Ramona Herriford, 63, can still hear her dad telling her, “If you can read, you can do anything.”
So when her retinas hemorrhaged independently of one another, she thought her life was over. The self-employed insurance agent owned her home in Rosemont and had bills to pay, but could no longer see or drive.
“I was really, really scared,” she said. “But Society for the Blind let me know that life doesn’t stop. And I needed to hear that.”
Ramona’s journey through visual challenges began 10 years ago when she woke up one morning and opened her left eye to discover a large black circle floating in it. Her retina had hemorrhaged – blood had seeped into the center of her eye, and it would take two months before they knew it wasn’t cancer or a tumor. They eventually did surgery on her eye, but then it formed a cataract. She was stuck with vision in only one eye.
“You probably would think I’d be a little more concerned about only having vision in one eye, but my attitude was that I still had one eye, so I didn’t stop,” Ramona said.
Ramona continued to drive and even drove up and down the coast until four years later, in 2009, when she woke up to find a large black spot in her right eye, which could not be operated on. She had to wait six months for the blood to dissipate, which permanently damaged her retina. Doctors removed the cataract in her left eye but it only exposed how damaged the retina tissue was and the severity of the distortion in her eye. Sometime she wishes they had not removed the cataract. With vision in both eyes distorted – she describes her vision like looking through a heat wave.
“I didn’t know what I was going to do,” Ramona said. “Because I’m self-employed, I don’t get state disability, and I already had financial challenges.”
Fortunately, through her work in insurance, Ramona had a friend who served as an insurance agent for Society for the Blind. Her friend gave her phone numbers for social security, transportation help and the Department of Rehabilitation, which set her up with services from Society for the Blind.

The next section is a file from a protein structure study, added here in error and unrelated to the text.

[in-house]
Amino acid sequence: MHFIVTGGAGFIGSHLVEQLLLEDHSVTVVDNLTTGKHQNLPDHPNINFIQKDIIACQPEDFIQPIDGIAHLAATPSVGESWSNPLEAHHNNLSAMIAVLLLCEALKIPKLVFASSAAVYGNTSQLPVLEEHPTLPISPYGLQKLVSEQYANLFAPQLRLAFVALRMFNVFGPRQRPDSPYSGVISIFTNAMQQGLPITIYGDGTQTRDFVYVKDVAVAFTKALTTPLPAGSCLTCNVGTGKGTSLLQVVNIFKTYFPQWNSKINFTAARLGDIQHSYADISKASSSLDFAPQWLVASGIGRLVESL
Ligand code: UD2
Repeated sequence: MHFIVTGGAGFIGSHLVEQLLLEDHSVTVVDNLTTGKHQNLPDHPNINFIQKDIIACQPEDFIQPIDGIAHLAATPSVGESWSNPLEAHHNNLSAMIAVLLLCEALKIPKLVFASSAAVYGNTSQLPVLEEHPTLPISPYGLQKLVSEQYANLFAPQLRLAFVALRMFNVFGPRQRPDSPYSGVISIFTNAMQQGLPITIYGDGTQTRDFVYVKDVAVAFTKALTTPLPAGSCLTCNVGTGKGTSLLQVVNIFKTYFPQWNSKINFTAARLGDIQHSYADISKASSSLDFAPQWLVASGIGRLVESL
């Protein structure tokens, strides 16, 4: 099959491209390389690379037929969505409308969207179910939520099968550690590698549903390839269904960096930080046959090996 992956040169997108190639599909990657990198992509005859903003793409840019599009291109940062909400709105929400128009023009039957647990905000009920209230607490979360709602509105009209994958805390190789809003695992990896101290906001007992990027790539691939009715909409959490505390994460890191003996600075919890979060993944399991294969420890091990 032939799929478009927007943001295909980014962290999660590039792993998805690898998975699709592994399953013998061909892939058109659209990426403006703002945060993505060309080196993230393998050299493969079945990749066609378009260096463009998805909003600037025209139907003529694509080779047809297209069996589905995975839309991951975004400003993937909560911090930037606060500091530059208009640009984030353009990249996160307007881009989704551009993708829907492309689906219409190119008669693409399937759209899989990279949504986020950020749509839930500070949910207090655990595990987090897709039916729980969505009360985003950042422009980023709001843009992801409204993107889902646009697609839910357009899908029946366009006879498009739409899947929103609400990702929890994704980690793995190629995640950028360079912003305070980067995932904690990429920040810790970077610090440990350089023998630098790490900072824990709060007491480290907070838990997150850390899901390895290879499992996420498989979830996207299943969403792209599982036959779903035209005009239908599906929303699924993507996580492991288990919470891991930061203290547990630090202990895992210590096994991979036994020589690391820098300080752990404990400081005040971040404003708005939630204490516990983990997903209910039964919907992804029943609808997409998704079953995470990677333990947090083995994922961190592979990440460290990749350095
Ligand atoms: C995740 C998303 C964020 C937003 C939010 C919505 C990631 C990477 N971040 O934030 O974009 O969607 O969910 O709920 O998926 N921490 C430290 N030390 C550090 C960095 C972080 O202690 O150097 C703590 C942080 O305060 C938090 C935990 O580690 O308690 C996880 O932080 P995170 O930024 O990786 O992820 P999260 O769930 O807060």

“The Society helped me get over my anger and fear,” Ramona said. “I began rebuilding my business on public transportation, rain or shine. I knew I couldn’t stop.”
At Society for the Blind, Ramona was able to participate in several classes. She learned how to use a computer with assistive devices. She learned cane travel, especially how to decipher freeway noise from local sounds. She learned to listen before she even got to the intersection where she would cross a street.
Through Society’s Senior Impact Program for adults ages 55 and up, Ramona learned daily living skills: cooking, sewing and labeling using assistive devices like the Pen Friend that allowed her to record her own voice on the labels. Now she can make sure she grabs the right spices for cooking and the right shoes to go with a certain dress. She also was grateful for the group sessions where participants shared their techniques for dealing with vision challenges.
After that, Ramona signed up to become a Senior Impact Program mentor. She also volunteers in the Society for the Blind store that sells useful items and devices for people with low or no vision.
“When I would come to the classes or sit in the lobby, I saw so many people coming in angry,” she said. “I went through my own anger, and it was justified, but I wanted to encourage people about all that’s within them. They just have to make a choice to stick with it. It brings me joy to know I can still help people, even though I have low vision.”
Ramona is now a board member at Society for the Blind. She is a licensed insurance agent in the state of California through her business Herriford Insurance Services. She is a prayer chaplain at her church, Unity of Sacramento, and a volunteer with A Touch of Understanding – a nonprofit that teaches kids in schools about disabilities.
Thanks to her father’s encouragement years ago, Ramona even found a way to read. She uses software on her iPad that increases font size, and she has recording devices that read to her. She even reads books with a magnifying glass.
“I would not be where I am today if it weren’t for Society for the Blind,” Ramona said. “I probably wouldn’t have my business. I’d probably be sitting at home balled up in the fetal position crying. It would have been very easy for me to just lock myself in the house. But I made a choice. I chose to not allow my vision impairment to control me – I chose to control it instead. Besides, I’ve always loved a challenge.”